By 2025, we’d like 50 percent of the soy, wheat and corn crops around the country to be managed for optimal soil health. One simple way that farmers can prevent the loss of soils is by planting cover crops, such as rye, over the fall and winter when soils would otherwise be barren. This technique not only locks down soils, protecting them from wind and erosion, but also helps keep nutrients in place for next year’s crop and adds organic matter back into the soil. To that end, we teach farmers about the benefits of cover crops and help them apply for the financial support that the farm bill offers. Over the next five years, we would like to see the farm bill help farmers adopt soil health and nutrient management practices like cover crops on 25 million acres of land, a target that will help us meet our goal of preventing 116 million metric tons of soil from washing away every year.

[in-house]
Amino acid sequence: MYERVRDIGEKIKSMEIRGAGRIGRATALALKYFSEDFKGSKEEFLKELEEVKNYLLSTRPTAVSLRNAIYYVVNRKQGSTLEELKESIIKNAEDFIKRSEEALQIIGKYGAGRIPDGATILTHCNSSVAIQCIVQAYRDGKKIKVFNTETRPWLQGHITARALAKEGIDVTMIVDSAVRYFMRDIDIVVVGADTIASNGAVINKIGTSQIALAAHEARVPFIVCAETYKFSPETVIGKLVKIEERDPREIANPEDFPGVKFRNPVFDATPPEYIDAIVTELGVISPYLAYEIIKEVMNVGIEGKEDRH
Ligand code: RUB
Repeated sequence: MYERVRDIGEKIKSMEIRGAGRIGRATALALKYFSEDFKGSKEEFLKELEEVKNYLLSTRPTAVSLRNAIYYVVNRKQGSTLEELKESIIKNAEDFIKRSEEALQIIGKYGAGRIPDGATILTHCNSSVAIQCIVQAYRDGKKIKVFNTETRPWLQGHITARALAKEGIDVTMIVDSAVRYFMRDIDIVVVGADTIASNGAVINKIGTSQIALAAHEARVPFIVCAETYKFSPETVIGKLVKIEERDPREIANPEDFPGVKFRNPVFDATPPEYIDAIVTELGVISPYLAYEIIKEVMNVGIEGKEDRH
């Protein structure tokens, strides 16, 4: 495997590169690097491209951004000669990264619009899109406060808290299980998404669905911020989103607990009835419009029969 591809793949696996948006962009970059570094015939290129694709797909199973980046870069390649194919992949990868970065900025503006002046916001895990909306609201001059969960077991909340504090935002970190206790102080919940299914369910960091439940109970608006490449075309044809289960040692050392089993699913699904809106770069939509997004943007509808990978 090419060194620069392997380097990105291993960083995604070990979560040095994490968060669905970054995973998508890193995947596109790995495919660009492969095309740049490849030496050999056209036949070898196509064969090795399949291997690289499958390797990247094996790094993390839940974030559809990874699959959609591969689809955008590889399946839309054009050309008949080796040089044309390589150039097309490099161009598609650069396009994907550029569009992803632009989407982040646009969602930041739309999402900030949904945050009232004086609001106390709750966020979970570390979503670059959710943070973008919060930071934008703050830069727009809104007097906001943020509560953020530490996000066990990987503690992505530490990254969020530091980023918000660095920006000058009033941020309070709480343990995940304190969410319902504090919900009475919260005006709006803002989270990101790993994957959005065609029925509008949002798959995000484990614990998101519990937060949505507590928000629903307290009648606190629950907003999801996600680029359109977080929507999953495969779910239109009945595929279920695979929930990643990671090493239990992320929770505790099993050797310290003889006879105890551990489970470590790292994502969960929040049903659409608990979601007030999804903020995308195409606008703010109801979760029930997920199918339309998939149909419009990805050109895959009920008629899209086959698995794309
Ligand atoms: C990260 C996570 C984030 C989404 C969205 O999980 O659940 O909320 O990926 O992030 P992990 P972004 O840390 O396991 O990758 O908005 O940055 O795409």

The farm bill also needs to protect clean, abundant sources of fresh water. One way to do this is through programs like the Regional Conservation Partnership Program (RCPP), which was created under the 2014 Farm Bill. Agriculture accounts for about 80 percent of water consumption in the United States. The RCPP supports public-private partnerships that find local solutions to natural resource challenges, including issues with water quality and conservation, as well as flood prevention, resilience during drought, soil conservation and more.
One of our priorities for the new farm bill is further protecting water quality. Nutrient runoff from farms, for instance, contributes to surpluses in places like the Chesapeake Bay, the Great Lakes and the mouth of the Mississippi River. When nutrients enter natural waterways, they can fuel algae explosions that deplete oxygen from the water and create ecological “dead zones.” In fact, a toxic algal bloom in Lake Erie forced the city of Toledo to rely on bottled water in 2014.